A group of customers bought failed smart home company Insteon

After yesterday’s report that the servers of smart home company Insteon had mysteriously booted overnight, there is good news: Insteon is back and has been brought back to life by its customers. This entry appeared on the Insteon blog today, posted by the company’s new CEO, Ken Fairbanks:

We are a small group of passionate Insteon users who have successfully purchased Insteon. Like many of you, our homes are powered by Insteon’s amazing dual-mesh technology and highly configurable products.

Insteon’s servers went offline last April when SmartLabs, the company that owned the smart lighting system, ran into “financial trouble.” A financial services company had been appointed to sell its assets, but this “group of passionate users” intervened and took it over.

The group says it plans to “responsibly rebuild the Insteon business”. What exactly that means is unclear and it is unknown whether subscription fees are required to keep the servers running. That’s what happened when smarthome platform Wink ran into financial trouble a few years ago and started charging for services that used to be free.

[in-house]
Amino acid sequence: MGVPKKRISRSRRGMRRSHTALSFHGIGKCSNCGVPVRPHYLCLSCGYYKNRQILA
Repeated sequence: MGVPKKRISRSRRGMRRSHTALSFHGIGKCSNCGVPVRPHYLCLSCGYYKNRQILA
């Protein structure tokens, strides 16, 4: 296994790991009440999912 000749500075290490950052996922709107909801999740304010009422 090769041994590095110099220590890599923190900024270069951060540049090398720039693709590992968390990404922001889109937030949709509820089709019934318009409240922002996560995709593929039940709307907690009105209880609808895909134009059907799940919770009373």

Insteon’s hubs are now back online, but the app is still missing from app stores.
Image: Insteon

Fairbanks further explains that getting the hubs back online was the number one priority to prevent loss of customers. They were able to reactivate the service before accessing the site or ways to interact with users, hence the somewhat disturbing stealth move. “Every day, more customers were giving up hope, so it was critical to recover that as soon as possible,” Fairbanks wrote. “We are aware that not all features are back online, but we are actively working on it. We hope you understand this urgency and appreciate your patience.”

This is all great news for owners of Insteon devices, including smart switches, plugs and other lighting products. The devices hadn’t stopped working locally, but had lost their cloud connection through the hub, meaning there was no way they could be programmed with the app or controlled remotely.

But it’s not a great sign for the smart home in general. No one buying a smart light switch wants to worry about whether one day they will have to buy the company just to keep the lights on.

Connected home manufacturers need to develop products and services with longevity in mind and have an actionable plan for what happens if they do have to turn off the lights. Not including these two strategies in a smart device business plan should be a big red flag for customers and investors.

Exit mobile version